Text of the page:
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Newt Gingrich quotes Mark Twain: 'Reports of my campaign's death are exaggerated'(VIDEO)

Newt Gingrich, borrowing from Mark Twain at a Monitor breakfast on Monday, said his presidential campaign can recover from a rocky start. He frames himself as an idea man who can go toe to toe with Obama.

By Staff writer / May 23, 2011

Former House Speaker and current presidential candidate Newt Gingrich at the St. Regis Hotel in Washington DC, May 23.

Michael Bonfigli / The Christian Science Monitor

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GOP presidential hopeful Newt Gingrich at a Monitor breakfast on Monday said the rocky start to his race won’t put him on the sidelines.

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“I want to reassure you in the tradition of Mark Twain that the reports of my campaign’s death are highly exaggerated,” said the former House speaker.

Mr. Gingrich said that in his recent travels through the early-caucus state of Iowa he attracted large and enthusiastic crowds, most of whom apparently did not care that he had told David Gregory of “Meet the Press” that the voucher-like Medicare plan proposed by Rep. Paul Ryan (R) of Wisconsin was “right-wing social engineering.”

Gingrich came into the breakfast meeting with a “Newt 2012” handout outlining key policy positions for his campaign and ticked off a number of them as he framed himself as the candidate of specific ideas with a good chance to beat the GOP’s real adversary, Barack Obama.

“I have the ability to articulate large differences with President Obama and win the debates in 2012,” he said.

For instance, Gingrich said he favors a “Reagan-like” economic policy that includes a freeze in the current tax code so Bush-era tax cuts stay in place, an end to the capital gains tax, and an abolishment of the estate tax.

But the glitches that marked Gingrich’s recent appearances followed him in the form of continued questioning about what he really meant when he criticized Representative Ryan's plan, why his wife had at one point a $500,000 revolving charge fund at Tiffany’s, and whether his multiple marriages would be off-limits for questioning in coming months.

As to Medicare, Gingrich said his description of Ryan’s plan was a “wrong use of words.”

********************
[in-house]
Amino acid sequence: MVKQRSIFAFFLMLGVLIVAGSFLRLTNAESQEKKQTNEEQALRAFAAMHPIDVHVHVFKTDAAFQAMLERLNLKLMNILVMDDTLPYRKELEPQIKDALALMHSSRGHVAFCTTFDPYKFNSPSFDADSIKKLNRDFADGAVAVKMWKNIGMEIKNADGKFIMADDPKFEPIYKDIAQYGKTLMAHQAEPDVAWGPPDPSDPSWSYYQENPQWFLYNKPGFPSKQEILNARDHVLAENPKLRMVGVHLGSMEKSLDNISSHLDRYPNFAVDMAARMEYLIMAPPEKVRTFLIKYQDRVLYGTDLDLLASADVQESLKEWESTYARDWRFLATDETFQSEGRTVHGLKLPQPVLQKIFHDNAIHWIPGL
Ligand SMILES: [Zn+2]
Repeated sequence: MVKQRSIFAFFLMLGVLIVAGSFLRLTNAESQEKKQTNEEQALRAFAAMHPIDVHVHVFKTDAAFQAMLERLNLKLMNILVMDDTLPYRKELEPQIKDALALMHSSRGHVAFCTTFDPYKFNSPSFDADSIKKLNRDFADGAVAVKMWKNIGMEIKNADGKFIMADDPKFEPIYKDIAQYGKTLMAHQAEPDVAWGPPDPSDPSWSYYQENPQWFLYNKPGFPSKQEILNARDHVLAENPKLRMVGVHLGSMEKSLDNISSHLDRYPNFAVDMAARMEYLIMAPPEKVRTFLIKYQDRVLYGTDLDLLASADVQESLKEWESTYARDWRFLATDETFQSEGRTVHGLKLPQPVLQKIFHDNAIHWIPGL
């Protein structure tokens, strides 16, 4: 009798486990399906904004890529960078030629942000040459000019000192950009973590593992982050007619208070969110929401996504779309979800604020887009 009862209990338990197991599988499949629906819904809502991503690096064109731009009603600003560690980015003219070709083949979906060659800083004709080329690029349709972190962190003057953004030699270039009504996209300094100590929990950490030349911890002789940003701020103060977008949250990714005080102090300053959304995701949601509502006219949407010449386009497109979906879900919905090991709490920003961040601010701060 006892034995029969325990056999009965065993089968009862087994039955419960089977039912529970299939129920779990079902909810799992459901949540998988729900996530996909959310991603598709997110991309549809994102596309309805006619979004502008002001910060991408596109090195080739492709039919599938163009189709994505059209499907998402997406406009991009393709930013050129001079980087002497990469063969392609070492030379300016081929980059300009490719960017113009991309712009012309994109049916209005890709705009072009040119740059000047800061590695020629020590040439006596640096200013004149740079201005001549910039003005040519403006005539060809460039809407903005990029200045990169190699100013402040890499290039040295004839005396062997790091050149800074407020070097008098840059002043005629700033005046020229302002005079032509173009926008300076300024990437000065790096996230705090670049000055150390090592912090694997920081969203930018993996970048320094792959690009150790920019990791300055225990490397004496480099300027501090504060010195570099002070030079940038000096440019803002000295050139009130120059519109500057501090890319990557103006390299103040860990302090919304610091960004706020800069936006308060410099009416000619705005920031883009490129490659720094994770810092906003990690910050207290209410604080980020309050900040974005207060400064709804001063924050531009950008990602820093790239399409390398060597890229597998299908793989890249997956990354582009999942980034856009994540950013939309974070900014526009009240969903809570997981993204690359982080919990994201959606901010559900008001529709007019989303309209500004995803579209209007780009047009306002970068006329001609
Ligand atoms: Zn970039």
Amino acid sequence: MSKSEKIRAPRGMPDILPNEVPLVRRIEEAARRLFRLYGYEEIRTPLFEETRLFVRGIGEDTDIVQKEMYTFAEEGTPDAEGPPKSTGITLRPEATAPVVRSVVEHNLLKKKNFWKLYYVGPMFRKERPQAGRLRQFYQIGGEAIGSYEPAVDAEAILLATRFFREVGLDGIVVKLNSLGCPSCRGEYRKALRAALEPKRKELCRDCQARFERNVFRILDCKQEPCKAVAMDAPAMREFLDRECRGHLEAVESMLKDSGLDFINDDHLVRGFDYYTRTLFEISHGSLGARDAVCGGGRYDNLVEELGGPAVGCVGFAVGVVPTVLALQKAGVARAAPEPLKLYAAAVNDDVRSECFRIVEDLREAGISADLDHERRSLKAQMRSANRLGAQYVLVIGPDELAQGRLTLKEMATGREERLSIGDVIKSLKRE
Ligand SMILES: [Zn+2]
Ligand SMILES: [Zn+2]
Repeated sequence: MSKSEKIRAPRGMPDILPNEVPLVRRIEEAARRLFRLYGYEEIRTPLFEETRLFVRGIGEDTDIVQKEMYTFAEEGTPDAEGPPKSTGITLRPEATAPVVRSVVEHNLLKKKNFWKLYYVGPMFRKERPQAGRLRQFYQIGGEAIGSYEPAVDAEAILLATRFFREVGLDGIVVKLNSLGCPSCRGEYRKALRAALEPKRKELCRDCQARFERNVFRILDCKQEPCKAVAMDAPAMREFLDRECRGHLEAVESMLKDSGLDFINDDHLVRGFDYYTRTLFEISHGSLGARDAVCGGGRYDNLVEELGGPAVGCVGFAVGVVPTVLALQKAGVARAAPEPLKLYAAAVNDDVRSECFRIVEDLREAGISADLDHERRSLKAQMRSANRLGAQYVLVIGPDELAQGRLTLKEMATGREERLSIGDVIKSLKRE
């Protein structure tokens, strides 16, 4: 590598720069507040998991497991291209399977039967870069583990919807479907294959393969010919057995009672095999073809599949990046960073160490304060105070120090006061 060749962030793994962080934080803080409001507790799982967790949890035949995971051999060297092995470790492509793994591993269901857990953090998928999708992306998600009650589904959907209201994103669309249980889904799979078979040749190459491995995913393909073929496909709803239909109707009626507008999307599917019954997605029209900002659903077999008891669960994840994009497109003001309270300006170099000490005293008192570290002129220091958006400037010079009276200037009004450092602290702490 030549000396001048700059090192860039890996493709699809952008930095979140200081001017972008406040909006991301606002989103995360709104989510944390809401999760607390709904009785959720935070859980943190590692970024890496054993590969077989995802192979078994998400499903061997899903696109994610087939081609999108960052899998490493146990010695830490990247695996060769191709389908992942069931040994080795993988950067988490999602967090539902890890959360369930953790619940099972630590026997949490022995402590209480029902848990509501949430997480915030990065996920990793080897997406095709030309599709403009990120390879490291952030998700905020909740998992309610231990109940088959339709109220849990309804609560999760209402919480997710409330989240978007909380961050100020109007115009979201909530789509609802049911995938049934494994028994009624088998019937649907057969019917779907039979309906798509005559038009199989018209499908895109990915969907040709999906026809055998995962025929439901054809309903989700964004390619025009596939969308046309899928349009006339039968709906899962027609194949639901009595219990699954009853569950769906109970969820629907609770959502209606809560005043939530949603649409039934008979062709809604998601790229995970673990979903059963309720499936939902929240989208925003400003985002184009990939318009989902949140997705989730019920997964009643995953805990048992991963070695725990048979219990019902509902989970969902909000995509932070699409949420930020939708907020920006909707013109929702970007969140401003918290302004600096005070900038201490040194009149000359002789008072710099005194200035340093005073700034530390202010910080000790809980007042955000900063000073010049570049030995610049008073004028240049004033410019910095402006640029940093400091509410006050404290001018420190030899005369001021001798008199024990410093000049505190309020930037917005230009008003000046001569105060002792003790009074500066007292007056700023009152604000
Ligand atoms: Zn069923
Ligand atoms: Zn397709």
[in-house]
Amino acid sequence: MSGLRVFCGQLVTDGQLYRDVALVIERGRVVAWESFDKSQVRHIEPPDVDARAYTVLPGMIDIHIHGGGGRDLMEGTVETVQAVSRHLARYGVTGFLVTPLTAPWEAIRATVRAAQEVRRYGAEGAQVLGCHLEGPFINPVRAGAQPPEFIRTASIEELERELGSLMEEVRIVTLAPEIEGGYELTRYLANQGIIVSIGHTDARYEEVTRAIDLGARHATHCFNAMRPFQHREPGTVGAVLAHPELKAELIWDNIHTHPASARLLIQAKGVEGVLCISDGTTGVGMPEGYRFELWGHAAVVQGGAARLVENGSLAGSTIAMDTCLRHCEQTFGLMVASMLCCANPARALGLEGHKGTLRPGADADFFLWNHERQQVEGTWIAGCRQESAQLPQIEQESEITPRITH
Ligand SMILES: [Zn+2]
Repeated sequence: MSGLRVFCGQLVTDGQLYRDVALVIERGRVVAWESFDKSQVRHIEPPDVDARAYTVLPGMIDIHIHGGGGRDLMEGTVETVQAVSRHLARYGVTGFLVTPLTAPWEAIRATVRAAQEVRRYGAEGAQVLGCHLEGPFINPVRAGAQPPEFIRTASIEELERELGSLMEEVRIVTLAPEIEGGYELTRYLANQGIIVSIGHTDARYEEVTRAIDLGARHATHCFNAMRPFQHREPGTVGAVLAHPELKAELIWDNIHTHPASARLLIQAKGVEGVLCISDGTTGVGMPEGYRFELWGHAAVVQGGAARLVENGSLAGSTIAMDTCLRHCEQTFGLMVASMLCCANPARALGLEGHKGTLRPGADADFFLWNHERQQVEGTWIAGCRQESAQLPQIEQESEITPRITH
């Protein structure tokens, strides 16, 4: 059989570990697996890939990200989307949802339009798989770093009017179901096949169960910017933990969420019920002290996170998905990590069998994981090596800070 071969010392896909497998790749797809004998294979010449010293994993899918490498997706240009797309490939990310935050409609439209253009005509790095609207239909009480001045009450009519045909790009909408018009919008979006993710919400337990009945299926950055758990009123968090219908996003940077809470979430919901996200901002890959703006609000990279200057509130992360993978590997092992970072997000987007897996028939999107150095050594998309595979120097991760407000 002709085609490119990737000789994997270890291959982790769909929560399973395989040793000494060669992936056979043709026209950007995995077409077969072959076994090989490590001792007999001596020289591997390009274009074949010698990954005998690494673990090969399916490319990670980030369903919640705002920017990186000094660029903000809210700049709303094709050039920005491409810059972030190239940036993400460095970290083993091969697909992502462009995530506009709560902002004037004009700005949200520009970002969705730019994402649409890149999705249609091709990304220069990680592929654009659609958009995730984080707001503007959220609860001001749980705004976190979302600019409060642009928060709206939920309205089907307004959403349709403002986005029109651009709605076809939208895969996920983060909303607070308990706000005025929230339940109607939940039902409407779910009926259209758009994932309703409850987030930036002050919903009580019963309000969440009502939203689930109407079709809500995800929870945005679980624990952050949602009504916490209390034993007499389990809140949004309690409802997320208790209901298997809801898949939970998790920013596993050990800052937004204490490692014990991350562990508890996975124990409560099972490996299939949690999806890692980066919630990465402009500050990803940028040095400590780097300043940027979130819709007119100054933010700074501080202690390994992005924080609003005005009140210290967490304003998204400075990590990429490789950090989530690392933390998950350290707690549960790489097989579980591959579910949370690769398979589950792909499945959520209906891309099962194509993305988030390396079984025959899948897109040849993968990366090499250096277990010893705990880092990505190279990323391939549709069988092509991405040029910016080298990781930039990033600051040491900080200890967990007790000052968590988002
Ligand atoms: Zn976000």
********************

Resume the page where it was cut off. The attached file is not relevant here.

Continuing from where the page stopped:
What he meant to say was that Americans should not be forced to accept any major change they do not support in the nation’s large social programs.

Politicians need to have a “conversation” with voters about Medicare’s financial problems, and how Democrats are not addressing it, said Gingrich.

“You have to win the argument that the Democrats are being fundamentally irresponsible and dishonest,” said Gingrich.

(Gingrich used the word “conversation” throughout the breakfast, which perhaps befits someone whose greatest political assets include volubility.)

As to his wife’s apparent large purchases of jewelry, Gingrich said he was “mystified” as to why this was a story. He has done well in the private sector, he said, hiring people and creating jobs, and the expense in question was in essence a no-interest charge that he paid off in full and on time. In a neat back flip, he attempted to turn the question to an answer about the state of America’s finances.

“If Obama followed our example, we’d be running a surplus and buying back debt from China,” said Gingrich.

As to his personal history, which includes multiple marriages and reports of infidelity, he said, “I’ve been very clear that I’ve made mistakes ... I ask [voters] to look at who I am today.”

Gingrich added that he has cast so many votes, conducted so many interviews, and written so many articles and books (24, by his count) that he will no longer answer “gotcha” questions based on something he said or wrote in the past.

“I’m not going to try to remember what paragraph seven of book 16 said,” he said.

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